- Sales and distribution quotas can be high and unrealistic at times.  Some goals can be more doable than others.

General overview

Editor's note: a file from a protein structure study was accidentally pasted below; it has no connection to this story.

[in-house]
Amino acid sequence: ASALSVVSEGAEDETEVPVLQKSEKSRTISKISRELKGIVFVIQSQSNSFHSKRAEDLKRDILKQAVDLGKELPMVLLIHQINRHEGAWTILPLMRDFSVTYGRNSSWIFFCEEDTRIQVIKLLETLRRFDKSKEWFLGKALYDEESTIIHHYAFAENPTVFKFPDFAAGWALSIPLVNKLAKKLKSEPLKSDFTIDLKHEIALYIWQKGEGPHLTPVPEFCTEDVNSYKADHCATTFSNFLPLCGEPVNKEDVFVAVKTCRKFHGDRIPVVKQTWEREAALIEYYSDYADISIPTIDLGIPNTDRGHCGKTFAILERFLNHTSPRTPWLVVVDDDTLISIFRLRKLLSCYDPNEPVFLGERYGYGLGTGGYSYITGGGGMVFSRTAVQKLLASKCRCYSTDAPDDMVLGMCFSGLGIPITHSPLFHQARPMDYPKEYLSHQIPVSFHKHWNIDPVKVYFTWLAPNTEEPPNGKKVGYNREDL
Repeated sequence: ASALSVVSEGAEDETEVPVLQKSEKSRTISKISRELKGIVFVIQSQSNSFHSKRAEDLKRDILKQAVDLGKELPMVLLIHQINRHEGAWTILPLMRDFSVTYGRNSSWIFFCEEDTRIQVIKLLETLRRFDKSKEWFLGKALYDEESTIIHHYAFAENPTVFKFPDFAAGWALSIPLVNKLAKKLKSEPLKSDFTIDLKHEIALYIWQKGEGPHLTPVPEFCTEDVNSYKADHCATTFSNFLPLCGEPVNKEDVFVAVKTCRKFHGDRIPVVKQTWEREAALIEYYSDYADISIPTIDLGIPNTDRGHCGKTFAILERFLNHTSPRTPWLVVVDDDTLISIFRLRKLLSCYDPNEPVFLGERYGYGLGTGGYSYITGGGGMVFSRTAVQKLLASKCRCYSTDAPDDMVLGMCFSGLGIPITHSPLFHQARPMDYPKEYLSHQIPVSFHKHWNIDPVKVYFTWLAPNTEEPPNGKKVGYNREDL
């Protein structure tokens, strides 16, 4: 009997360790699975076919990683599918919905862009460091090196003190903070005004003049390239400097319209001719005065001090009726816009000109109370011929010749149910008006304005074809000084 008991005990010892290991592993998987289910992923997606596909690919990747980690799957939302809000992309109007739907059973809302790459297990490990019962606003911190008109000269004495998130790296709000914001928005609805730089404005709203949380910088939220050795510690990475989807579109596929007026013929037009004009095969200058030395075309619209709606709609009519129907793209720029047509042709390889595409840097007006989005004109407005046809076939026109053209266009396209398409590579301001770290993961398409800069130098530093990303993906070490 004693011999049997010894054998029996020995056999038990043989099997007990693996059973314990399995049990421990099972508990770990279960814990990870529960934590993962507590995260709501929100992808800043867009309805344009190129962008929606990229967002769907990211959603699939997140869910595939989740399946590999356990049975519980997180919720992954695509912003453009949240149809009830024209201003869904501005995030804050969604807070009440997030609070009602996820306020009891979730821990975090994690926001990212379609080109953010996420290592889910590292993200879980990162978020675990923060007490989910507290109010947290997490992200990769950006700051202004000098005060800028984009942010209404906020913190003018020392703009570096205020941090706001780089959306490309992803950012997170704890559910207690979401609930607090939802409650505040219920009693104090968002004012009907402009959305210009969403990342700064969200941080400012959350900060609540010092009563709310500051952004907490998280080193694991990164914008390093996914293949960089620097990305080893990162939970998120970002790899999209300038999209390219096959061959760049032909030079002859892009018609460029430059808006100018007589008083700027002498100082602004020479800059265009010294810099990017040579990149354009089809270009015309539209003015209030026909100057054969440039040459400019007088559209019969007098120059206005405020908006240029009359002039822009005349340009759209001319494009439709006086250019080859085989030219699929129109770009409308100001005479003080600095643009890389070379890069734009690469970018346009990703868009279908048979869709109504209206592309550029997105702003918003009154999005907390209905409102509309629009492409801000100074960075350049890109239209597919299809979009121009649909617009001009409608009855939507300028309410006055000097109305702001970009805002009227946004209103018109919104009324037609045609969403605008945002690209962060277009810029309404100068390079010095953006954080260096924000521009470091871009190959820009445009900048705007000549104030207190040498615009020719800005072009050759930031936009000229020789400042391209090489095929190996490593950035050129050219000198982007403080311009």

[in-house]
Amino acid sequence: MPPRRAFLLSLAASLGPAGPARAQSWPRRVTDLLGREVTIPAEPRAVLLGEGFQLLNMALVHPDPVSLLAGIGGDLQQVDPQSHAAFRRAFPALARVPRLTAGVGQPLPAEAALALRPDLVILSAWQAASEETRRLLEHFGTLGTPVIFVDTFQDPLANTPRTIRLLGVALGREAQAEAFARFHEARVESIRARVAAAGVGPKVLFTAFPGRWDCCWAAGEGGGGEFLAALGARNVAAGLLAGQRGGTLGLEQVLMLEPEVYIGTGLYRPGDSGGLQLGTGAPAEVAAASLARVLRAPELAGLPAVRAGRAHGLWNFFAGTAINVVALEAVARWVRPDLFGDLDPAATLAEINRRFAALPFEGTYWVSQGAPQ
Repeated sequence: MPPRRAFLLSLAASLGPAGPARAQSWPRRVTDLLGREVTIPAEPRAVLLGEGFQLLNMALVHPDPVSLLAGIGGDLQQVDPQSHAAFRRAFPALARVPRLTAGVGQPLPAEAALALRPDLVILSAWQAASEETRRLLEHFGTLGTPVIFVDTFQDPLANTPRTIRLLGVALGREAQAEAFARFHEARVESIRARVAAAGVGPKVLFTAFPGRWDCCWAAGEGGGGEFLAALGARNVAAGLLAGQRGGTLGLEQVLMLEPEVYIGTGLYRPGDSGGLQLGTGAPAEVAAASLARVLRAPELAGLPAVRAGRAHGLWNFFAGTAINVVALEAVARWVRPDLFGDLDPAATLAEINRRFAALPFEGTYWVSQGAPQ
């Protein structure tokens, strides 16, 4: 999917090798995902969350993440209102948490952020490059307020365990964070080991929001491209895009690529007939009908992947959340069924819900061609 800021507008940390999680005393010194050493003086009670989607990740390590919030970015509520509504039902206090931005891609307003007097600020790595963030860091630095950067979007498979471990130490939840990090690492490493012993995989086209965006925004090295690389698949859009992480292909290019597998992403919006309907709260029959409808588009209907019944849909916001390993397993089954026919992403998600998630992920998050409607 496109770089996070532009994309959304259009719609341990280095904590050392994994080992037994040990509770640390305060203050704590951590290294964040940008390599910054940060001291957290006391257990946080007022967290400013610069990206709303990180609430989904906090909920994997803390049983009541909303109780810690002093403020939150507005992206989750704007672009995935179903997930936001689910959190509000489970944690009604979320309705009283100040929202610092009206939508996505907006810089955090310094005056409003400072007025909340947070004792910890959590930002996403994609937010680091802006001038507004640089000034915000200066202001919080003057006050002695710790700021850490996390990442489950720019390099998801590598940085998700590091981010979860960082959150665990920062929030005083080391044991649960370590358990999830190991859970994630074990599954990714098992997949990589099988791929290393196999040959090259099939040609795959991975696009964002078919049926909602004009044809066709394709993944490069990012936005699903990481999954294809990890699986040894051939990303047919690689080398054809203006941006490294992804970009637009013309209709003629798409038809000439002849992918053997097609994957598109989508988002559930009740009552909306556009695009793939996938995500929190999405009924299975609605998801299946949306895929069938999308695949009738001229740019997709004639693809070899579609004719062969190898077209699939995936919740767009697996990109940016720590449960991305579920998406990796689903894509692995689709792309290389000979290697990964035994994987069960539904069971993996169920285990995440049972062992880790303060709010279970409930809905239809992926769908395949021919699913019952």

Doing demos can be a fun an exciting career.  Lots of variety and you do become at a regular at various grocery stores (for example, I often do demos at the Albertson in Mill Creek, Walmart in Monroe, Walmart in Getchell Marysville, Fred Meyer in Snohomish, and the Fred Meyer in Monre).  You will likely get to know some of the store associates and managers too.  I remember at one time I was doing most of my demos at the Clearview Albertsons (before it turned into Haggen) and got to know some of the store associates there.  A few of them seemed to know me by name too.  On the flip side, I don't recommend demos as a primary job (unless if you just want part time work) given the sporadic hours and it can eat up your weekends too (can be a good or bad thing depending on what your weekend schedule tends to look like) .  You will definitely need a car to get to the stores as well as a valid food handler's permit to do the demos.  You will likely have